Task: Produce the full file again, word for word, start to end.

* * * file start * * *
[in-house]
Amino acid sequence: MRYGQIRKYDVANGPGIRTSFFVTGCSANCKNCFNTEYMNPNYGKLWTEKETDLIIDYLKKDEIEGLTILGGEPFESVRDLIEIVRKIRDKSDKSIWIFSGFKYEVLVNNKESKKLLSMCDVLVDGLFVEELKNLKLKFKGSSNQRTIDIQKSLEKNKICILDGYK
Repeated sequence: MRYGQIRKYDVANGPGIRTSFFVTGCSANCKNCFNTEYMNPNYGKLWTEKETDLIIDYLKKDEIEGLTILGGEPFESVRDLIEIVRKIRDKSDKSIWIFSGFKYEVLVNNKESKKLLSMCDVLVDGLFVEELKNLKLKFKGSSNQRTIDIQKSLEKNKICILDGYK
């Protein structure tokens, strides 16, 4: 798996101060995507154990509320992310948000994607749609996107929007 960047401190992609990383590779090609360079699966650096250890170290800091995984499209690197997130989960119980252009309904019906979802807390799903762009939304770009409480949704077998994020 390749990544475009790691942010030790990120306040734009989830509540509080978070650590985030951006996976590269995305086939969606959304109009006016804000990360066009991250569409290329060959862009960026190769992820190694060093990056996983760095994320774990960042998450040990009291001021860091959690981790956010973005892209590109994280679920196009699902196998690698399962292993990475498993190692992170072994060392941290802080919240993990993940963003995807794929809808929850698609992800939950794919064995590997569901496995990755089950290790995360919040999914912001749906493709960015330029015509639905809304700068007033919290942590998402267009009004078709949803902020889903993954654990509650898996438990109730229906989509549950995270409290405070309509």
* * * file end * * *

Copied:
[in-house]
Amino acid sequence: MRYGQIRKYDVANGPGIRTSFFVTGCSANCKNCFNTEYMNPNYGKLWTEKETDLIIDYLKKDEIEGLTILGGEPFESVRDLIEIVRKIRDKSDKSIWIFSGFKYEVLVNNKESKKLLSMCDVLVDGLFVEELKNLKLKFKGSSNQRTIDIQKSLEKNKICILDGYK
Repeated sequence: MRYGQIRKYDVANGPGIRTSFFVTGCSANCKNCFNTEYMNPNYGKLWTEKETDLIIDYLKKDEIEGLTILGGEPFESVRDLIEIVRKIRDKSDKSIWIFSGFKYEVLVNNKESKKLLSMCDVLVDGLFVEELKNLKLKFKGSSNQRTIDIQKSLEKNKICILDGYK
């Protein structure tokens, strides 16, 4: 798996101060995507154990509320992310948000994607749609996107929007 960047401190992609990383590779090609360079699966650096250890170290800091995984499209690197997130989960119980252009309904019906979802807390799903762009939304770009409480949704077998994020 390749990544475009790691942010030790990120306040734009989830509540509080978070650590985030951006996976590269995305086939969606959304109009006016804000990360066009991250569409290329060959862009960026190769992820190694060093990056996983760095994320774990960042998450040990009291001021860091959690981790956010973005892209590109994280679920196009699902196998690698399962292993990475498993190692992170072994060392941290802080919240993990993940963003995807794929809808929850698609992800939950794919064995590997569901496995990755089950290790995360919040999914912001749906493709960015330029015509639905809304700068007033919290942590998402267009009004078709949803902020889903993954654990509650898996438990109730229906989509549950995270409290405070309509």